Boxing station 40 comprises rollerway 41 supported by supports 42 in an inclined manner. Similar to yarn staging station 10, yarn boxing station has a rim 45 at a lower end 46 of rollerway 41. Both rim portion 45, as well as the main portion of this rollerway 41, have a series of rollers 44 thereon. Rollers 41 allow for boxes 43 positioned thereon to be moved from one place to another as they go from empty to filled. Rollerway 41 is inclined to provide for a more ergonomic positioning of the boxes while simultaneously keeping the packed spools in their proper boxed configuration due to gravity. While, in general, it has been known to tilt boxes while loading, e.g., U.S. Pat. No. 3,146,567, in the device there disclosed, the tilted box is not fixed in the tilted position and can, by the resistance caused by the weight, tilt into the upright position where it is hard to load or may catch the operator's finger, causing injury thereto. Furthermore, among other distinctions, tilted boxes have never been used to keep yarn spools in their proper configuration while being boxed.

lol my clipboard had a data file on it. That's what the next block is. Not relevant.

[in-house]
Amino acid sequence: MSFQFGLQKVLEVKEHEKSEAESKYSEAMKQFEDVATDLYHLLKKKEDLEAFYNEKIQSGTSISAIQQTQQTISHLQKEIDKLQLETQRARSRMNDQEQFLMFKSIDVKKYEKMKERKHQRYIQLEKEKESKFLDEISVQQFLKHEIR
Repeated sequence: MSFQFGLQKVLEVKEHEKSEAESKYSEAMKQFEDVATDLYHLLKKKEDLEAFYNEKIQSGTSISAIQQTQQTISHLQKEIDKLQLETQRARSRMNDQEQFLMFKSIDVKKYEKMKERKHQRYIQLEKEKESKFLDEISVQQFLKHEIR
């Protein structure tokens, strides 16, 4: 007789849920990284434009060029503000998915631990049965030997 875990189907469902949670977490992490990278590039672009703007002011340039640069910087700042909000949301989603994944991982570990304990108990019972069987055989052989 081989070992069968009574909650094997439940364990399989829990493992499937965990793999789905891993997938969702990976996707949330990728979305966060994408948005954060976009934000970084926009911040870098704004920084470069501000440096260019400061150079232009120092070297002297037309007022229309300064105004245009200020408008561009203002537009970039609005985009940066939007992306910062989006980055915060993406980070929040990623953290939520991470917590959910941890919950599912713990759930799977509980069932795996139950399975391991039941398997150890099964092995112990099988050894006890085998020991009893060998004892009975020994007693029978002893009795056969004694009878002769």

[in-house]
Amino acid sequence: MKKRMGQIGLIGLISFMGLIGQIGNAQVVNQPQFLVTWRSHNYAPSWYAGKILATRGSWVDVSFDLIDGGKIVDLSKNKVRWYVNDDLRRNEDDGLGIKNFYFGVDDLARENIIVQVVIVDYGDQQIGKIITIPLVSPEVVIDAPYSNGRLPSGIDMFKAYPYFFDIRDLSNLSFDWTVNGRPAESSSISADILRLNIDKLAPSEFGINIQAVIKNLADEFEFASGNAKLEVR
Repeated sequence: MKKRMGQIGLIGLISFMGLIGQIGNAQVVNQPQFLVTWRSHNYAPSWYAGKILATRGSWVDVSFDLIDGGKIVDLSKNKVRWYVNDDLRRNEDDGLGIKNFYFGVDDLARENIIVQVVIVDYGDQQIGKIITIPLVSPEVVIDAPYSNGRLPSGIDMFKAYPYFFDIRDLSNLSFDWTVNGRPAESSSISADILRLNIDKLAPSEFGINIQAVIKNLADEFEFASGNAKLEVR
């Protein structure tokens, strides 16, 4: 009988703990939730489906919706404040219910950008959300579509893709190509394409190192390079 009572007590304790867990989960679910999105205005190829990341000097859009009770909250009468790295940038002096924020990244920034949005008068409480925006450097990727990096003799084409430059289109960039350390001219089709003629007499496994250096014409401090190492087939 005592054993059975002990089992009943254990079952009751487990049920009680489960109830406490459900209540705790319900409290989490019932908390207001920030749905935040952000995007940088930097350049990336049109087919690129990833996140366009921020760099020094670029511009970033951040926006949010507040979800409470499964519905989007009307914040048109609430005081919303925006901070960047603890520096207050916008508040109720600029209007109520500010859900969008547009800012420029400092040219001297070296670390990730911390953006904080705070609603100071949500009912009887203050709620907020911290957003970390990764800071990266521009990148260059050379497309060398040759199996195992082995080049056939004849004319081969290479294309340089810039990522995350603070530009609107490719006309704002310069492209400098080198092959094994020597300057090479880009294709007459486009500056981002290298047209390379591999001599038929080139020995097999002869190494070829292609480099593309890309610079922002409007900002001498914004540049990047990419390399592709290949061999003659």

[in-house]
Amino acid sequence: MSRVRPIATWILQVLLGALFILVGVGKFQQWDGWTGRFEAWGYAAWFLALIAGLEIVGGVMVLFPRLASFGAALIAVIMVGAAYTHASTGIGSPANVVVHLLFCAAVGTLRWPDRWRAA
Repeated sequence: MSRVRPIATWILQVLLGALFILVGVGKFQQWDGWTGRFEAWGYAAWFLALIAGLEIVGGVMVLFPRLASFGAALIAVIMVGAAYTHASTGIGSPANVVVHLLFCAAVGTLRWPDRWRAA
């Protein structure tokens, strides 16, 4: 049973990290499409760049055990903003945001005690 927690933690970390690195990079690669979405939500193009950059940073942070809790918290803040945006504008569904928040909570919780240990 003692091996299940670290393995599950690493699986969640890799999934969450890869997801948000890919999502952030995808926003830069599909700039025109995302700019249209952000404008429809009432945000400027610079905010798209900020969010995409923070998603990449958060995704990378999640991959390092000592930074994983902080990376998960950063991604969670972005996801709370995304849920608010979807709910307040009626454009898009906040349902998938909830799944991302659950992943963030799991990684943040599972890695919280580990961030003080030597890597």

In FIG. 3 a plan view of an increased capacity yarn packaging station is shown. In that embodiment, rollerway 41 curves around inclined table 11 to make maximum use of available floor space.
Having described the yarn packaging device according to the invention, its method of use will now be described. As shown in FIG. 2 and described above, yarn spools 3 are fed side-by-side by conveyor 5 to the upper end 18 of inclined table 11. At that point they are moved onto spool guides 17 which direct yarn spools 3 to the left and right. In FIG. 2, spool 3" is shown in phantom and its core 200 shown in solid. Core 200 slides in the track formed by spool guide 17 as previously described with regard to FIG. 5A. Spool 3'"then slides down vibrating inclined table 11 until it either reaches rim 14 at lower end 19 of inclined table 11 or it is stopped by the bight formed by two adjacent and already positioned yarn spools. This process continues and two side-by-side generally triangular configurations of yarn spools 3 are created.